New year, new deploy process! Late last year our mobile team completed the update to Swift 3 (and thus, the update to Xcode 8). The latest version of Apple's IDE includes a lovely feature: automating provisioning profile management! (Note: not sarcasm, the feature is really nice. Check out the WWDC video for an in-depth exploration.)
However, when I went to make our first automated deploy today, things didn't work; I got a somewhat cryptic error about code signing.
We have a lot of Open Source code. For engineers without considerable experience in the open source realm, understanding some of the copyright issues around code ownership can be tricky. I've been working with our CTO dB., and our senior counsel Yayoi Shionoiri on creating an open-source FAQ for engineers.
What is Open Source?
Open Source code is code that can be freely examined, used, adapted, and shared by all through a license that sets forth these principles. The only potential limitation that an Open Source license is likely to impose is that future copies of the code (whether in adapted or un-adapted form) be themselves licensed in a manner consistent with the original license. At Artsy, we are committed to making our engineering work Open Source by default. A list of our Open Source projects can be found here.
tl;dr You can try Artsy on your Amazon Echo now, say "Alexa, enable Artsy" or see alexa.artsy.net for more info.
With its powerful automatic speech recognizer, accurate natural language understanding and outstanding text-to-speech capabilities, the Amazon Echo, nicknamed "Alexa", always impressed me. While not the first in its category and introduced in late 2014, Alexa was the first consumer device in my home to truly enable the conversation between human and machine. It was stationary, always listening for a wake word, and clearly outperformed all previous attempts when it came to the ability to receive commands from the other side of the apartment.
Alexa knows about the weather, but it doesn't know much about art.
In this post I'll dig a little inside the Alexa software platform and go over the technical details of bringing Artsy to the Echo, starting with a very simple "Ask Artsy about Norman Rockwell."
This past year, our team started using a GraphQL orchestration layer that connects various APIs with multiple front-end apps including iOS. It also handles caching and extracts some business logic out of our client apps. This helped us not only to be more consistent with the way we fetch data across apps, but also improved developer happiness and even bridged teams by having our web and iOS developers work with the same API layer. This got me thinking what other problems GraphQL could solve at Artsy.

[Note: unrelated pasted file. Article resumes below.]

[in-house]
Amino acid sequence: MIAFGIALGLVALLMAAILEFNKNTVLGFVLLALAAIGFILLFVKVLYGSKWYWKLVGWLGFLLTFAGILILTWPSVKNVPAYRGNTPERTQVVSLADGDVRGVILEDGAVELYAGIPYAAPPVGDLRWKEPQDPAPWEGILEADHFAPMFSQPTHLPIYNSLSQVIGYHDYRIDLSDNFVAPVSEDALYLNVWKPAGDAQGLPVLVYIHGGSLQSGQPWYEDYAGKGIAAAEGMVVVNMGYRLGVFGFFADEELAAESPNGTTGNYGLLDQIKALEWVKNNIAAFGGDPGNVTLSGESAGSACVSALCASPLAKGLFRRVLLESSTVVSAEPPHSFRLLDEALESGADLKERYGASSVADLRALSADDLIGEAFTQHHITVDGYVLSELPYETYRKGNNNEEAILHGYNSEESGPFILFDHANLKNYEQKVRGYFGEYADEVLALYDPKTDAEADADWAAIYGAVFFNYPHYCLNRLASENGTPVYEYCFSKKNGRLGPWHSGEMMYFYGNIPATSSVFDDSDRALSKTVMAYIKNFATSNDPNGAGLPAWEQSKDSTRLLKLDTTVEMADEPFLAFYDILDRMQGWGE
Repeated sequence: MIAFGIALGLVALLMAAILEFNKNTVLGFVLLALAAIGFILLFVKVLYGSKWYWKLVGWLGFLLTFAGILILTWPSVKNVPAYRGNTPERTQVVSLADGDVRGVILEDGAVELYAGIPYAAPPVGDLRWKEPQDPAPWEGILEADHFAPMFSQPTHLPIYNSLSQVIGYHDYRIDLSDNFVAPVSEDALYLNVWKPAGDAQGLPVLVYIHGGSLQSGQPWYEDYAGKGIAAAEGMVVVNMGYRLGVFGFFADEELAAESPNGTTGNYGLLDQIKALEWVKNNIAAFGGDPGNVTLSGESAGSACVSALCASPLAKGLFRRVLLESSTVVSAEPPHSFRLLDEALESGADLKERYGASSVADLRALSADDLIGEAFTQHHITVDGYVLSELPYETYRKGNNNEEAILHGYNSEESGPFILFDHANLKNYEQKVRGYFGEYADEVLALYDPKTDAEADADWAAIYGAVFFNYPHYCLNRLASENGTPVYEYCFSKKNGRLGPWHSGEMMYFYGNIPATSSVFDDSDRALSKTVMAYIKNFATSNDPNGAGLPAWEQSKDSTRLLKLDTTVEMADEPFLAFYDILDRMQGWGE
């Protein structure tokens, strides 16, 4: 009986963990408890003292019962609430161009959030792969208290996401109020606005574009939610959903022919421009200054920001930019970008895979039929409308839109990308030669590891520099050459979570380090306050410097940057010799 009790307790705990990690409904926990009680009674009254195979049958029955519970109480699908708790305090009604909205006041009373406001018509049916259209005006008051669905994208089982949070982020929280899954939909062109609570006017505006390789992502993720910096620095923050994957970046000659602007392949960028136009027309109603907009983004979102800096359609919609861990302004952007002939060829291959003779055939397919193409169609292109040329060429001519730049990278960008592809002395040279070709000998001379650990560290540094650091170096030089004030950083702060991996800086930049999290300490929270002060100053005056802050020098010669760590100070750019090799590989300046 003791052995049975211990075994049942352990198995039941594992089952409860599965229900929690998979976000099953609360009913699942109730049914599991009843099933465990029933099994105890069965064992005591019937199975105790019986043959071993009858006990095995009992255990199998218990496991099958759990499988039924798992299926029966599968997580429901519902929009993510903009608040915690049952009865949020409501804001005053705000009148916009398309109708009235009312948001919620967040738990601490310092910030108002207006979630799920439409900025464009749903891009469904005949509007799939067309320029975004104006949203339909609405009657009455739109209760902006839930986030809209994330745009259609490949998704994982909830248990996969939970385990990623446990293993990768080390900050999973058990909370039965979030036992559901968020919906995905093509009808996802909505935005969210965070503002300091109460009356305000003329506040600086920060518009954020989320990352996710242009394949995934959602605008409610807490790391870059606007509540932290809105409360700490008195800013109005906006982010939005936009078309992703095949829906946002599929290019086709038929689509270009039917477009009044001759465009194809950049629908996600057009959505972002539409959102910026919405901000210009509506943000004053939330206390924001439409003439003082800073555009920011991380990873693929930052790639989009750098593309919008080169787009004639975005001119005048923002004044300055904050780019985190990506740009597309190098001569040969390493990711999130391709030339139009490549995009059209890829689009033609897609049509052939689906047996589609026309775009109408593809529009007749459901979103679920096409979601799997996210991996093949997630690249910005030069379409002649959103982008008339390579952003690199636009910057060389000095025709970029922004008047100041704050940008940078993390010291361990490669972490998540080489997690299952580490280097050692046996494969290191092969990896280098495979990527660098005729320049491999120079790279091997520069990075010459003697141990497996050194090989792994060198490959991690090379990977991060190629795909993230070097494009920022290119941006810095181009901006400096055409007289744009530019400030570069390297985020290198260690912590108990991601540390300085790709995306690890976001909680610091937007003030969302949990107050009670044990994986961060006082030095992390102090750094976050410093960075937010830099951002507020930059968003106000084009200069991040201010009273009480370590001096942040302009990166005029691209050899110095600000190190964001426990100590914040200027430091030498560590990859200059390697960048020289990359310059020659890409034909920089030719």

I work on the Publishing Team at Artsy, and we've recently been focused on page speed as a KPI. With so many ways of measuring speed, it's a daunting task but for this post, I'll focus on the way we handled things on the server-side and how integrating GraphQL on our API improved page speed.
At Artsy we currently have thousands of client applications hitting our API and requesting authentication. When a user successfully authenticates through one of these clients, we want to embed basic user and application data in the resulting token rather than have to look up a session ID in the database on each request. For that we want to use JWT.
JWT (JSON Web Token) is a self-contained, secure and standard way of transmitting data between applications and clients as JSON objects. Using JWTs lets us use a standardized technology to cut our authentication workflow down by one round-trip.
We've recently switched our authentication flow to use JWT, and I'm going to cover what they are, how we've used them and how we're handling the transition.
In the last few months twice I've wanted to access the source code of our application. The first time I did it I came up with a pretty neat hack, but it wouldn't really work in many places. The second time however, I asked the internet, and the internetreplied.
TLDR: You can use your project's scheme to expose derived Xcode environment variables to your source code.
The rest of the blog post is a little bit about why I wanted to do that and what I did with it.
Since we originally built Eidolon – an auction bidding kiosk app – the project has largely remained in maintenance mode. Eidolon was one of the first projects that we used automated deploys for, and the deploy process has remained largely unchanged. I believe this stability of the deploy process is a testament to how well the automated deploys have gone.
This post is going to detail the mechanics of automated deploys for an enterprise-distributed iOS application, discuss lessons we learned and applied to other projects' deploy processes, and describe some of the changes we'd like to make. Our project is entirely open source, so you can check out any part of the code on your own or open an issue with questions.
In considering an offer to join us at Artsy, one of our newest incoming engineers asked me a great question: How does the tech team do professional development?
As I thought about it, I began to realize that the answer is “a lot”! Most of our efforts evolved organically. Someone had an idea, and people rallied around it. I thought it would be useful to share, in case others are inspired by what's caught on here. Here are some of the things we do.
Maxim has been at Artsy for 6 month, working on our mobile app Eigen. Our interview covers how being a remote developer, advice for people at a HQ working with remotes, her work with React Native and what the future holds for the Artsy mobile team.
Jump to YouTube for the video, or click more for a inline video.